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Wednesday, March 4, 2015

More on that Elusive Cause and Effect

Using the Tropics to Isolate Cause and Effect just leads to more questions.

This chart of 30 year sliding correlations with the Hot Tropics, 10S-10N points out a perturbation circa 1913 which could be due to a volcano not included in forcing estimates used for CMIP5 models runs.  The timing though is off, the perturbation leads the volcano I limited the SST regions to 60S-60N because of issues with early temperature measurements near the arctic circles.

The drop in correlation around 2005 was a bit of a surprise.  So I used the actual temperature data available for land areas, specifically the maximum annual temperature and minimum annual temperature to get a rough estimate of change in atmospheric forcing.  Lots of potential questions about how useful that might be, but variation in air temperature converted to approximate Wm-2 should produce a rough estimate of the total change in atmospheric forcing.

So I expand on that by doing the same thing with changes in sea surface temperature.

Using the same 1901-2013 baseline the energy anomaly for 40S-40N SST peaks at about 3 Wm-2 which is close to the land based forcing estimate.

I used 40S-40N for the SST version but I doubt using 50S-50N would make much difference.

Forty to 60 North is a bit more interesting, there is actually a significant difference, almost 2 Wm-2, at a couple of points.  Early in the record sould be dismissed as limited observation but since the most recent divergence is during the period of the best coverage, that part should be "real".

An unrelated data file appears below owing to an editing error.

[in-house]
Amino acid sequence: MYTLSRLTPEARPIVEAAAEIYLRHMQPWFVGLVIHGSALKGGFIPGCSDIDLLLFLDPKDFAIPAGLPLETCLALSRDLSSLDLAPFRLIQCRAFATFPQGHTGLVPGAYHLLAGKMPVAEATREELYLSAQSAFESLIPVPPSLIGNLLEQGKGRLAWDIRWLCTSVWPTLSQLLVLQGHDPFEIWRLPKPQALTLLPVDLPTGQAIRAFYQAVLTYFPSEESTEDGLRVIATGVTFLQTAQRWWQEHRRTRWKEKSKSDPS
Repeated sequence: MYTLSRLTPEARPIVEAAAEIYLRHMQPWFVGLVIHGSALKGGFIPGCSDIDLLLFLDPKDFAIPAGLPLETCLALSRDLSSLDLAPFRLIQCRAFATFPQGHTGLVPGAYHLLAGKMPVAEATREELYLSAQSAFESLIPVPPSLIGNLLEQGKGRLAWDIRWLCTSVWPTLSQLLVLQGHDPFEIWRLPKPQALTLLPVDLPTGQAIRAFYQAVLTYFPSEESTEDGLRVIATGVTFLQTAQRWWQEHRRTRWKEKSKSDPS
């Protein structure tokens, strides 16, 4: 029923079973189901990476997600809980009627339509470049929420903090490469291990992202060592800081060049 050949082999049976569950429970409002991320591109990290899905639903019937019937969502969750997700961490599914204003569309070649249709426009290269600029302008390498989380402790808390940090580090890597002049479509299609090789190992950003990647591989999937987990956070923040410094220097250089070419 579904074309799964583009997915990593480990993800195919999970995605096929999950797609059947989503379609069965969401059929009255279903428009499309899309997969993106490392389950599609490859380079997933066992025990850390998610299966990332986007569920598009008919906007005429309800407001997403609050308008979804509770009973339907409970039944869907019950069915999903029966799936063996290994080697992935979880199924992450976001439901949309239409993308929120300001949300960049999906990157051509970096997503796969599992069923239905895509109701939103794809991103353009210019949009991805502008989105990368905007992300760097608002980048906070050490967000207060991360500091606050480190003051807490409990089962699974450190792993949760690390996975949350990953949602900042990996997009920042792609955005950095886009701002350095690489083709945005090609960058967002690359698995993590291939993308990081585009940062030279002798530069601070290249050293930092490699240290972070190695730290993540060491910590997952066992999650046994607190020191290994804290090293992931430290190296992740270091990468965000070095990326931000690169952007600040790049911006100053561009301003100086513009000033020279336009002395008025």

Forty to 60 South has the worse coverage, but should be some what reasonable after 1930.  This shows less "forcing", about 2 Wm-2, interesting, but the minimum is around 1930.

Comparing the actual temperatures recorded for the high latitude oceans shows a very interesting lag in responses.  The northern 40-60 band has a bottom from roughly 1905 to 1915 with a continuing down trend until it pops around 1985.  The SH portion starts its upward trend around 1930 with a plateau starting around 1980.  Both of these regions represent a fairly small portion of total ocean energy, but since temperature anomalies are not weighted towards energy, they could have a large impact on global mean temperature anomaly.  The northern high latitude ocean can impact more land area which tends to amplify change due to its lower specific heat capacity, so it could produce most of the combined PDO/AMO temperature variation.

Here I need to remind anyone still following that there is a huge change in the ratio of land to ocean area in the Northern Hemisphere.  The 60S-40S ocean region is nearly all ocean.  Latent heat loss from this region is much likely to return to the ocean in this region.  Water vapor from the surface would form clouds, releasing latent, but as the water falls as precipitation it would warm with the air regaining a large portion of that energy.

In the Northern Hemisphere it is much more likely that precipitation would fall on land transferring energy to that land then it would return to the oceans via river outflow with some delay.  When there is more water stored in sheds, reservoirs or ground water, the delay would be much longer.

The ratio of the 40N-60N band is 0.45 ocean, 20N-40N band 0.60 ocean and 0-20N band 0.75 ocean so the further north the more likely precipitation falls on land and is stored for some time, the further south the less likely precipitation is stored on land mass.  Above 60 degrees, in the north the stability of sea ice determines if the precipitation is stored and in the south, the Antarctic land mass would provide more consistent storage.